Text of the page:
Swap really a rip-off

Letter to the editor

Posted: Friday, September 26, 2003

Dear Senator Murkowski: I am writing to you today regarding S. 1466, the Alaska Land Transfer Acceleration Act. As a commercial fisherman and 20-year resident of Southeast Alaska, I have followed issues related to the Tongass National Forest closely. I have witnessed various proposals by the Alaska delegation in Washington, D.C., to effect changes to forest management. Each time we the American public were told, without exception, that such an approach is needed to stimulate the local economy. Upon closer scrutiny, however, these proposals invariably favor corporations singularly bent on liquidating natural resources, owned by the American public, for the benefit of their private shareholders.

In this case, Sealaska Timber Corporation's historical practices are an abysmal example of forest stewardship. The three and a half billion board feet of old growth forest they have clearcut up to this point, clearly prioritized quick shareholder profits over maximizing jobs for the local economy. Their past practices of exporting most of this timber as raw logs, instead, provided jobs outside Alaska, to Japan and other populations.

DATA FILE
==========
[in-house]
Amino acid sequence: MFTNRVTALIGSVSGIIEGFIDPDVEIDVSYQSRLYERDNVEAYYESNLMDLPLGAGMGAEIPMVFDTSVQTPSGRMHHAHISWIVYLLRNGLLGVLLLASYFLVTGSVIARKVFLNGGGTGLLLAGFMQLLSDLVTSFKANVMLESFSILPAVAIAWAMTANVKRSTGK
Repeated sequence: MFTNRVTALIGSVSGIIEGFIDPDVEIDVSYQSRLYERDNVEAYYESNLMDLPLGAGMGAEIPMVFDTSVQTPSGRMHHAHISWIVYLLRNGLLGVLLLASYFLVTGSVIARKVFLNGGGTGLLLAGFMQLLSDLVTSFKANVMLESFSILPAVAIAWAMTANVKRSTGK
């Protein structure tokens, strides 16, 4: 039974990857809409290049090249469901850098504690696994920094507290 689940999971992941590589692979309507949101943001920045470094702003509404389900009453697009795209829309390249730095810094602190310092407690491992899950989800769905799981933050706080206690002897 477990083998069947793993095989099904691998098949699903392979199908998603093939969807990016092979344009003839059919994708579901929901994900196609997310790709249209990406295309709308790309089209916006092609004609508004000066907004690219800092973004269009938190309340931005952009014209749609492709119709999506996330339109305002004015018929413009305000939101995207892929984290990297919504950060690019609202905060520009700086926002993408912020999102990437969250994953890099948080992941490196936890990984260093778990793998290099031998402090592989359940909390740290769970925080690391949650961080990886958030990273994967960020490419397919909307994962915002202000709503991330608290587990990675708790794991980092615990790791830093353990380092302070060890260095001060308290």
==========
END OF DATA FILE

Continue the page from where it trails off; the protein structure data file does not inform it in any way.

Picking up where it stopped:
After closer scrutiny of the details of this bill, it is clear the public interest will be violated, whether we're speaking of the elimination of public notice, environmental review, or public comment regarding the final entitlements. Of particular concern to me are provisions allowing Sealaska Timber Corporation to select lands currently protected from clearcutting. These lands have been set aside because residents of the Tongass depend on their pristine state for subsistence, commercial fishing, tourism and other aspects critical to the local economy.

When one considers your support for a bill that would promote "significant imbalances in value" (as stated by the U.S. Dept. of Agriculture's own analysis team) in this exchange process and their self-admitted difficulty in regarding this to be in the public interest, one must come to some uncomfortable conclusions as to your own allegiances.

I am asking you today, to cease your efforts to eliminate the public process regarding the disposition of public resources. Please provide the leadership necessary to reverse the course of economic policy determined at the behest of corporate influence peddling, and the role these corporations play in campaign financing. An excellent place to start would be to abandon your support for Sections 207 and 208 from S. 1466.

Dave Beebe

Petersburg



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